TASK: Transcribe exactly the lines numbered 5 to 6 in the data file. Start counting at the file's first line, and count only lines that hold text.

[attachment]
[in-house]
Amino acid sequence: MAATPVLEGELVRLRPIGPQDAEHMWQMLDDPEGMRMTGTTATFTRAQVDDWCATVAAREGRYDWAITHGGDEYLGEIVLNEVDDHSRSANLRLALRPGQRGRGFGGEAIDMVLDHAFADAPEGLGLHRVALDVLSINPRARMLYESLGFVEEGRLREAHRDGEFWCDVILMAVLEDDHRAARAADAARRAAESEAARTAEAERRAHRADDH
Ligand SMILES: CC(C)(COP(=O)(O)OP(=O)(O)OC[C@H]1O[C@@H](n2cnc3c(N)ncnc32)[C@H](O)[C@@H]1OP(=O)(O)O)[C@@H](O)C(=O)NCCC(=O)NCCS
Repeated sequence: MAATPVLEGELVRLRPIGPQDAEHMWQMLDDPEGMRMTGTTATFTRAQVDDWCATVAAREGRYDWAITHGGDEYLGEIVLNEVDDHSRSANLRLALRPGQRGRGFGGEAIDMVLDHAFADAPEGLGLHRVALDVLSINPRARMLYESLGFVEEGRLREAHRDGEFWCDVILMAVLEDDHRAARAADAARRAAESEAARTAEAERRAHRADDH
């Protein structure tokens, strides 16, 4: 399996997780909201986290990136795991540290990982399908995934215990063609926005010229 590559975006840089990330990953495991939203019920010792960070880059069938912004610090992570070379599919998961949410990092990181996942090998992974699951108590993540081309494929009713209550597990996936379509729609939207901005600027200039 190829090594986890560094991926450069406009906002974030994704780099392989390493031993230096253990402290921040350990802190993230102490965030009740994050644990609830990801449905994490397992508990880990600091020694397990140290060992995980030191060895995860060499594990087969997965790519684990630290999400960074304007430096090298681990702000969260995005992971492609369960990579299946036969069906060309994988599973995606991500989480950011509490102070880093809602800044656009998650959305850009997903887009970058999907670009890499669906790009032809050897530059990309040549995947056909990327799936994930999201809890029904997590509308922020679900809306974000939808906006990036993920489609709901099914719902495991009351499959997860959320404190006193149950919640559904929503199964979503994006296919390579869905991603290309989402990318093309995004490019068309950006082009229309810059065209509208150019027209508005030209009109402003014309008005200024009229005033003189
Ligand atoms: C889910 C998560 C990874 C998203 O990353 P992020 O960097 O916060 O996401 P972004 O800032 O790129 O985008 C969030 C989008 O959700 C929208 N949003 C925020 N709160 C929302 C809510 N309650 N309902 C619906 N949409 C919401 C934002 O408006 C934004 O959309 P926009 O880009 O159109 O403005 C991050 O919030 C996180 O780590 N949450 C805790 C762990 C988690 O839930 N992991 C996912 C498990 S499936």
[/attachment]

């Protein structure tokens, strides 16, 4: 399996997780909201986290990136795991540290990982399908995934215990063609926005010229 590559975006840089990330990953495991939203019920010792960070880059069938912004610090992570070379599919998961949410990092990181996942090998992974699951108590993540081309494929009713209550597990996936379509729609939207901005600027200039 190829090594986890560094991926450069406009906002974030994704780099392989390493031993230096253990402290921040350990802190993230102490965030009740994050644990609830990801449905994490397992508990880990600091020694397990140290060992995980030191060895995860060499594990087969997965790519684990630290999400960074304007430096090298681990702000969260995005992971492609369960990579299946036969069906060309994988599973995606991500989480950011509490102070880093809602800044656009998650959305850009997903887009970058999907670009890499669906790009032809050897530059990309040549995947056909990327799936994930999201809890029904997590509308922020679900809306974000939808906006990036993920489609709901099914719902495991009351499959997860959320404190006193149950919640559904929503199964979503994006296919390579869905991603290309989402990318093309995004490019068309950006082009229309810059065209509208150019027209508005030209009109402003014309008005200024009229005033003189
Ligand atoms: C889910 C998560 C990874 C998203 O990353 P992020 O960097 O916060 O996401 P972004 O800032 O790129 O985008 C969030 C989008 O959700 C929208 N949003 C925020 N709160 C929302 C809510 N309650 N309902 C619906 N949409 C919401 C934002 O408006 C934004 O959309 P926009 O880009 O159109 O403005 C991050 O919030 C996180 O780590 N949450 C805790 C762990 C988690 O839930 N992991 C996912 C498990 S499936």